October 22, 2012
Having left Delaware, we headed south on Rt. 13 to find the Atlantic Ocean and some beachy places.
Our first stop was Rehoboth Beach in Delaware, where we took a short walk on the boardwalk, visited a few shops, ate a wonderful ice cream cone, and then got back on the road. We had a reservation at a hotel on the boardwalk in Ocean City, Maryland.
We're beach people. We're sort of convinced that a beach is a beach, and as long as we have a sturdy chair and a good book, it's pretty hard to not like where we are. We'd enjoyed our short stop at Rehoboth, and our overnight visit to Ocean City wasn't disappointing, either. The ocean was right where it was supposed to be, and a beach was in front of it. The sun didn't let us down.
Ocean City, however, seems to have the ocean bordered by high rise buildings. No small houses painted bright yellow and purple, just very tall buildings and lots of traffic. I can imagine this place during the summer, and the words "ant hill" come to mind. I suppose other beach people might like it.
Our hotel reservation was at the Comfort Inn on the Boardwalk in Ocean City, Maryland. We had a wonderful room with a kitchenette that included a microwave, stove-top, a refrigerator and a cupboard complete with dishes and silverware. This was nice for us, as we had soup from the soup swap with us. We were delighted with the hotel. Dinner followed a long walk up the boardwalk.
Off-season means that many places are closed or closing. We noticed that Rehoboth Beach had sales in most of their stores, readying to close at the end of October. Most of the shops on the boardwalk in Ocean City were already closed, but we did manage to read a few lewd tee-shirts and hide from paintings on velvet. I was looking for a good book store, but did not find one.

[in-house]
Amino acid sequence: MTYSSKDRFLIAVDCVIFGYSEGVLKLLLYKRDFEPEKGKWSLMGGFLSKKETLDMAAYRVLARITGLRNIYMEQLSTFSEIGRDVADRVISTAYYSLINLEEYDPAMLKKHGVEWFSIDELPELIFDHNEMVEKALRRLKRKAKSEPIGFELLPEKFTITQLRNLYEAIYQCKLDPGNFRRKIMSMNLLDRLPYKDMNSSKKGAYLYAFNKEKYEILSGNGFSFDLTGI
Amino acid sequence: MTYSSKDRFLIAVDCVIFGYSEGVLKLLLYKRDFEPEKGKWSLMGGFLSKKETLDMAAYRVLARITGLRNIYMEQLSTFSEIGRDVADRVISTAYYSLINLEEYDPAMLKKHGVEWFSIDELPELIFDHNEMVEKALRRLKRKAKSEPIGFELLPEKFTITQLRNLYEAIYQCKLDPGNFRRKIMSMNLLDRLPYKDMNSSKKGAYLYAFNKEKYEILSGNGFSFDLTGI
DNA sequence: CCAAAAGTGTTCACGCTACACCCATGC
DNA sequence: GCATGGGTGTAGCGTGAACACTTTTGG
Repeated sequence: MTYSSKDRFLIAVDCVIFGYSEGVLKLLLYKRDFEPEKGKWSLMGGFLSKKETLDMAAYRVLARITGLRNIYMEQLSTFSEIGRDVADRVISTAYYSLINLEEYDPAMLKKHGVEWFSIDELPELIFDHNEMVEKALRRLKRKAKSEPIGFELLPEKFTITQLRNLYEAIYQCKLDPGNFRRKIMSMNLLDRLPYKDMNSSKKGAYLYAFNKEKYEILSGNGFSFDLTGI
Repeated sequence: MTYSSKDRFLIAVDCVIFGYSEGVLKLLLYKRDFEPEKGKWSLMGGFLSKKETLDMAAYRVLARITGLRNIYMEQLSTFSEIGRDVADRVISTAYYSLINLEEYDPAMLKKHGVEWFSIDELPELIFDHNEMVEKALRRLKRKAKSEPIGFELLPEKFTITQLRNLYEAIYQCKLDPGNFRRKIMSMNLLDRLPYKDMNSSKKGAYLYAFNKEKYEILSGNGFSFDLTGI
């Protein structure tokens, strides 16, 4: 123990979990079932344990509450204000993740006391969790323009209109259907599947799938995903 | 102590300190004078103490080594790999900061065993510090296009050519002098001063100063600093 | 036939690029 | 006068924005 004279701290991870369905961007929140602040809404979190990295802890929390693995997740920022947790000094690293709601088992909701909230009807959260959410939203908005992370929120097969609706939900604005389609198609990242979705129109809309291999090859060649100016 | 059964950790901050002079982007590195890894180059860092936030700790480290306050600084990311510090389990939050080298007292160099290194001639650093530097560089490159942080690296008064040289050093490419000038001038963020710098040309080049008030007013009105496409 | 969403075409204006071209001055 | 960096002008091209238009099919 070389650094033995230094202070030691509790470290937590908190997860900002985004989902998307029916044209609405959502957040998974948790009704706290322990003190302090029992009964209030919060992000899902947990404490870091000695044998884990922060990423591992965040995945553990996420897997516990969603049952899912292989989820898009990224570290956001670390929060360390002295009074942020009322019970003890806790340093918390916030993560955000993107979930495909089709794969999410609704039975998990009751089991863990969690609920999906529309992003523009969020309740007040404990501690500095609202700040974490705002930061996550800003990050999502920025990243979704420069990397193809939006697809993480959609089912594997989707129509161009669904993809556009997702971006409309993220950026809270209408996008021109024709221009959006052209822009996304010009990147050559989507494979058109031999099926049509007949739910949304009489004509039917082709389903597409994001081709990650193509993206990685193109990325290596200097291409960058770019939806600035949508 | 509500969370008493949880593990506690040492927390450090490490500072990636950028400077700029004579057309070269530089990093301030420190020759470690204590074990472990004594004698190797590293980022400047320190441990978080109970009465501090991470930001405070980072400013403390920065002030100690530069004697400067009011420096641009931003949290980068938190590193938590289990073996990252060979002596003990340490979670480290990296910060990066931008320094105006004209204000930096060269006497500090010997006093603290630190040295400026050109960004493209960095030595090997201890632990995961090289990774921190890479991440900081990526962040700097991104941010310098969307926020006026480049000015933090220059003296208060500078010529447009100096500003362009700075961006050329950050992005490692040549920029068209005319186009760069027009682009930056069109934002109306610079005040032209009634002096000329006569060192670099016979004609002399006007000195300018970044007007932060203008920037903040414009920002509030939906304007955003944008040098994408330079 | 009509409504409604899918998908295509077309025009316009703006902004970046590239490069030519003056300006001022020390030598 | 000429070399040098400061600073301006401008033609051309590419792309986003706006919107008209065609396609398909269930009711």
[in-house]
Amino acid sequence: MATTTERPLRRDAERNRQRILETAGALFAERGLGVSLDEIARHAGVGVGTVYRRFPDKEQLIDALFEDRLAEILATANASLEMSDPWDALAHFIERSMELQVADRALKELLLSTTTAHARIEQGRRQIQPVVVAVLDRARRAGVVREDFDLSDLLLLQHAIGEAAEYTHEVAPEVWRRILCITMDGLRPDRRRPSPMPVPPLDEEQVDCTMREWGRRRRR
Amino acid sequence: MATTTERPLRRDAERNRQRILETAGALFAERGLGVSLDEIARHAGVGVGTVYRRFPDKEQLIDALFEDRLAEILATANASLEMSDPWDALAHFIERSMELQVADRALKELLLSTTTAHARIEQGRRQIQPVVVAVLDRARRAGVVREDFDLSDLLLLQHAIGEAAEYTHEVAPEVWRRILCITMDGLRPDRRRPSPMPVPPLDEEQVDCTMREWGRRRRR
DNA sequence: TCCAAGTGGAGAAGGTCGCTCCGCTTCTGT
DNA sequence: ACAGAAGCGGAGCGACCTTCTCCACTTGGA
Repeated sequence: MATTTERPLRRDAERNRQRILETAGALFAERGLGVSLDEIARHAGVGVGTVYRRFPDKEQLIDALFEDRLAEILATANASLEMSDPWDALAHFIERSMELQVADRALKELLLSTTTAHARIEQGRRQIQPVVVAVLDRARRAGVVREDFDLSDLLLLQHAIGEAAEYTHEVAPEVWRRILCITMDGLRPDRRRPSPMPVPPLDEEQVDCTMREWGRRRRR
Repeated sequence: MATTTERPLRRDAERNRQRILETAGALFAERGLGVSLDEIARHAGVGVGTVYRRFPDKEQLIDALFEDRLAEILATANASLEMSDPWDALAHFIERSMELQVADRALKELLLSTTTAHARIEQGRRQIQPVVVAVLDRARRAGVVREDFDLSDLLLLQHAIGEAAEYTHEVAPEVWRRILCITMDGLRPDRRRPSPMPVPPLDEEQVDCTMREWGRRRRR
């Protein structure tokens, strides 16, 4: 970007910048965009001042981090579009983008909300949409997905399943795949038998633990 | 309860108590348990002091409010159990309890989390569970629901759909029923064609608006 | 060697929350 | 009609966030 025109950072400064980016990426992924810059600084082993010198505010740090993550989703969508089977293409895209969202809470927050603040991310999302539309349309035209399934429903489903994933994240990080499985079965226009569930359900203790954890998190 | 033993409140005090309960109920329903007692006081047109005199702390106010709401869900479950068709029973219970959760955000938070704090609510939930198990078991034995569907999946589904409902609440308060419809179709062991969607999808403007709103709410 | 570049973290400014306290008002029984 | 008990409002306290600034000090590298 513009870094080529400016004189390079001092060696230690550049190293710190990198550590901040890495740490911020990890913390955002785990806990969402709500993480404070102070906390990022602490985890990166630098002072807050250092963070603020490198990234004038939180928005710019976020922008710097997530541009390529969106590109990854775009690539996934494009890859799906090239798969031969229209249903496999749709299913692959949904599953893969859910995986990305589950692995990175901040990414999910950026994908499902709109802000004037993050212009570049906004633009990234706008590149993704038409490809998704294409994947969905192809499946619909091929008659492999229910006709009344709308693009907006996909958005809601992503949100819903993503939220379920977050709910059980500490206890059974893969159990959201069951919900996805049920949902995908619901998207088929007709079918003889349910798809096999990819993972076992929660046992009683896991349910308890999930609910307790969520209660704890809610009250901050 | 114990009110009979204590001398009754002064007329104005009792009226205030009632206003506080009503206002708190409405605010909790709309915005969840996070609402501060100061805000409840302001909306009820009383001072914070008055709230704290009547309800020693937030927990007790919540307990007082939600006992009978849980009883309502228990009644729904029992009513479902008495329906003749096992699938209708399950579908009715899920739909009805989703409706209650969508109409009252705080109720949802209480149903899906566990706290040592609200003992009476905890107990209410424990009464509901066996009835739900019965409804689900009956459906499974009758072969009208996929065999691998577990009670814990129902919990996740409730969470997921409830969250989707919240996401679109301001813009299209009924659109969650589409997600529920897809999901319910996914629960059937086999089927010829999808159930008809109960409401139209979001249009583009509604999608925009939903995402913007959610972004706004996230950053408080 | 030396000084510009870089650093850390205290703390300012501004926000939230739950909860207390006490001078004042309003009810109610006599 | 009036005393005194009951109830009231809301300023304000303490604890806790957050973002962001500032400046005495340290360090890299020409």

In the morning we continued our slow trek south on Rt. 13, with the intent of taking our time and seeing the east coast of Maryland and Virginia. The main target was Chincoteague Island and the Chincoteague National Wildlife Refuge in Virginia. The best way I can show you where this is seems to be by the photo I shot of "Thelma" (our GPS unit) once we had arrived there. Remember, the little car on the map is "us."
A Nature Center had wonderful displays showing all of the birds and animals that are living in this area. Bald eagles nest in the park, but visitors cannot go to the areas where they nest so that they are not frightened away. We saw many herons, white and blue, and some Canadian geese which made us feel right at home. There is a three-mile "loop" which people can walk during the day or drive around after 3 PM.
To kill a quarter of an hour before 3 PM, we drove to the southernmost point of Assateague Island to Tom's Cove, which seems to be a fine camping place. All we noticed was the beautiful beach, and we managed to enjoy it until it was time to drive "the loop."
Chincoteague and Assateague are famous for its wild horses that roam the island. We heard that the horses could be descended from horses set free by English settlers or from shipwrecks of Spanish sailors who were bringing horses to the New World. Either may be true, or there may even be another explanation, but nevertheless, the ponies are there. Marguerite Henry's famous book, Misty of Chincoteague made the horses famous. (Unfortunately, the shop at the nature center was out of copies of this book, which would have made a wonderful souvenir.)
To learn more about Chincoteague and Assateague, you can go to these websites: